July 5 2022

How to Catch & Cook Blue Crabs

by Ryan Collins

This article was originally published on August 14th, 2021.

Last night I went blue crabbing with My Fishing Cape Cod member John D. Silva. John has been involved with My Fishing Cape Cod since I started the website back in 2011.

You might recognize John from the articles and forum posts he's contributed here on the site. John and his wife Michelle were also part of a group fishing trip we made to Costa Rica!

Blue crabbing in Massachusetts has been a past-time of John's for the past twenty years, and he was very generous in sharing many of his blue crab fishing secrets with me. 

If you're interested in learning how catch blue crabs, then be sure to read on. The following information is for you!

More...

In the rest of this blog post we'll cover:

John showed me all the little details to successful blue crabbing and I have a lot to share!

Therefore I will be updating this post with more content over the coming days and weeks.


The Blue Crab Season

Going after blue crabs is a great summertime activity. For John, going blue crabbing was part of raising his son, and John stressed how great of an activity it can be for kids

According to this source, adult blue crabs typically migrate inshore to bays and upper estuaries in the summer months, and out to more saline coastal waters in the winter. Blue crabs can live up to about 3 years in age.

In some areas blue crabs are actually referred to as blue swimmer crabs, because of their spectacular swimming ability.

During the summer they infiltrate brackish waters in many of the estuaries around Cape Cod, Buzzard's Bay, and the South Coast. The largest blue crabs will often be hiding among rocks and weeds in shallow water along the shoreline.

If you Google "blue crab fishing near me" you will discover that blue crab season is enjoyed not just on Cape Cod and in Massachusetts, but all along the eastern seaboard of the United States. In fact, according to Wikipedia, blue crabs can be caught "from Cape Cod to Argentina, and inside the Gulf of Mexico".


Blue Crabbing in Massachusetts and Cape Cod

mummichog habitat

The trick to successfully catching blue crabs is to locate a productive blue crab spot. The best blue crabbing on Cape Cod and in Massachusetts will be in estuaries, coves, and back bays.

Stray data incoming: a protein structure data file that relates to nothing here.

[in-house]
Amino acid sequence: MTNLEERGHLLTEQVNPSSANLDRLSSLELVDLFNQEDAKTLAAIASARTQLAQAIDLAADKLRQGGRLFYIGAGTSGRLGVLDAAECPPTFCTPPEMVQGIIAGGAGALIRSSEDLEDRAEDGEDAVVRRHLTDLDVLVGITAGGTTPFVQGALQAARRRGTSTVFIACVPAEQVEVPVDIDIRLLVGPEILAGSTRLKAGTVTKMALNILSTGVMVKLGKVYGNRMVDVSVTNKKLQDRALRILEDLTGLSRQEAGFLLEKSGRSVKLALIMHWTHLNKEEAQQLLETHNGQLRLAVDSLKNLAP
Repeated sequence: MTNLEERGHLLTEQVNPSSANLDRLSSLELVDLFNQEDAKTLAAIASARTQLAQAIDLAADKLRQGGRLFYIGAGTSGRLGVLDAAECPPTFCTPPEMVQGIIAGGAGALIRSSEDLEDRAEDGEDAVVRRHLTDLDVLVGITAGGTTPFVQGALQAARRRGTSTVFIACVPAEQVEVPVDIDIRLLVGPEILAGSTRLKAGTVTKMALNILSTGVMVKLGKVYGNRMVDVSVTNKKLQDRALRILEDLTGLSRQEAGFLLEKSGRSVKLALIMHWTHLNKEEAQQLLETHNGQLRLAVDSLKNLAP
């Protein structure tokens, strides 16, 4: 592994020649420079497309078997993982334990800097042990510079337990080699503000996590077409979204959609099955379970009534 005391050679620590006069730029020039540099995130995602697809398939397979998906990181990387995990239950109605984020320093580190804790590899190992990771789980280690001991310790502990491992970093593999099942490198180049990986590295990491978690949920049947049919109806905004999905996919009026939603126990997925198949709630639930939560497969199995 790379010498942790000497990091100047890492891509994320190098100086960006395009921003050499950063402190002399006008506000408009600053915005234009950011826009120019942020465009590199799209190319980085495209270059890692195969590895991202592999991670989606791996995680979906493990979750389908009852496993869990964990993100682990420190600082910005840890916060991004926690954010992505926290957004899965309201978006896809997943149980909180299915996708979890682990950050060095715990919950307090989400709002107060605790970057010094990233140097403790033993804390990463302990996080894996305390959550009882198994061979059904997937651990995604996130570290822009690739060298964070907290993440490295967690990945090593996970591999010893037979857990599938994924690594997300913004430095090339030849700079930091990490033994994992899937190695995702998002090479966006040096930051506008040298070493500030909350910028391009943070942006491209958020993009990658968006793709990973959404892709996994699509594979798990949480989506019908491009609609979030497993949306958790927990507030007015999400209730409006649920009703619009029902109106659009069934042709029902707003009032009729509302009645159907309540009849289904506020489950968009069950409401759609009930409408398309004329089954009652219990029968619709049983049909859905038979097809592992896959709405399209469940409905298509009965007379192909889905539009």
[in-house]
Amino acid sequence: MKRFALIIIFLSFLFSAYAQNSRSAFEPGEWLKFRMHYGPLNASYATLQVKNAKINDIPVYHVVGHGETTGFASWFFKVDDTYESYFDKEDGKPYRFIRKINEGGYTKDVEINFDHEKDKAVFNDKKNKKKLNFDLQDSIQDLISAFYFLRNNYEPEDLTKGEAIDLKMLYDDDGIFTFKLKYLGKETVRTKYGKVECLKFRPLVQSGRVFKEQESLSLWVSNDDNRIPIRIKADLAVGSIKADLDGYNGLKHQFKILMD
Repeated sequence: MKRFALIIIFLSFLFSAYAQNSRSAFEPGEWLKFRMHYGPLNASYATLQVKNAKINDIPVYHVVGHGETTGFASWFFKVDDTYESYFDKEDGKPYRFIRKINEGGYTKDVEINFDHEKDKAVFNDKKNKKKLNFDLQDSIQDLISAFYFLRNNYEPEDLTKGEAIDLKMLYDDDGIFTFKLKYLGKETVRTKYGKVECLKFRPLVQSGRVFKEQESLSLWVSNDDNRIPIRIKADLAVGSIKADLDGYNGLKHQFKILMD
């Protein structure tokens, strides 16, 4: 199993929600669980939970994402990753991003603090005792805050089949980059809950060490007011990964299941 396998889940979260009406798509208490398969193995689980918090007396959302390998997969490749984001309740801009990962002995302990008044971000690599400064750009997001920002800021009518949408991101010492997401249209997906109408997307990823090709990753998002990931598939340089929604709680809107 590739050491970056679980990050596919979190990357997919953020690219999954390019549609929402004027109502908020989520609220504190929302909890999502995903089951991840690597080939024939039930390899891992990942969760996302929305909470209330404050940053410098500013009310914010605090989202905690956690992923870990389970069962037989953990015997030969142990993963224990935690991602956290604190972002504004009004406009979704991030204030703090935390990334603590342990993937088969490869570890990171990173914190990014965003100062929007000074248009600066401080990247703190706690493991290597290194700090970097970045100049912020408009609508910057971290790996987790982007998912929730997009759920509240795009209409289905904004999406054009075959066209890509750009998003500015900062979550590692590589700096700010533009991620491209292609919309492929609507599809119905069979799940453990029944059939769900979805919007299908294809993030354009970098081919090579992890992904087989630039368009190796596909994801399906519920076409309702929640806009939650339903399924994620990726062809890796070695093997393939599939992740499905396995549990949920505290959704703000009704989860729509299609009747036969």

The blue crab spot that John showed me last night was up inside an estuary, in knee deep to waist deep water, around rocks, weeds and mud. The spot was alive with baby dogfish, eels, needlefish, and a variety of different minnows and small fish.

It is very possible to catch blue crabs during the daytime, however for best success John prefers going at night. Each blue crab spot is different, with some fishing better at different stages of the tide.

Last night we fished for blue crabs during low tide and it was very productive. However, some blue crab spots will fish better at high tide, when the water is right up to the shoreline. 


The Best Ways To Catch 
Blue Crabs

According to John, Massachusetts blue crabs can be caught using a variety of different methods and techniques. Perfecting your technique will help you catch the biggest blue crabs.

Your chosen blue crab technique will probably depend most upon the people you are going blue crabbing with, and your chosen blue crab spot. 

About the author 

Ryan Collins

I'm fortunate to have grown up on the beach, and I've been fishing since kindergarten. I have great family, friends and fishing experiences to be thankful for. Just being out there is enough-catching fish is just a bonus!


  • How cool is that ,right now I live in Sussex county. Deleware,I’m hoping to still ,be able to get some ,how do you store for 2 days?? Please and thank you

    • Good luck in your blue crabbing adventures Kelly! I hope you’re able to get some down there in Deleware. With regards to storing for up to 2 days, here is what’s worked for us.

      “When transporting and storing live blue crabs it’s important to keep them cool, but not directly on ice. The reason you don’t want to store the crabs directly on ice is because the ice will melt and the crabs will eventually be sitting in freshwater – which you do not want.

      What John does is layer frozen water bottles at the bottom of his cooler. He then covers the frozen water bottles with towels, and places the green crabs ontop of the towels. To calm down the crabs and help prevent them from attacking one another, place one last towel ontop of the crabs to cover them. John has used this simple method for transporting and storing live blue crabs for up to 48 hours (if not longer).”

  • I have my brother visiting the Cape in Aug and I am planning to take him and his sons crabbing. We won’t be able to cook the crabs right away (we will go crabbing at night) and we have plans during the next day.. so I will need to store the crabs for about 15-20 hours. I am dying to hear John’s tip for transporting and storing live blue crabs for up to 48 hours (if not longer). Help! 🙂

    • Hey Steve, I just added information for storing blue crabs to this post. You can find it above in the “Transporting & Storing
      Live Crabs” section. Let me know if you have any questions and have fun with your brother in August! Let us now how you do.

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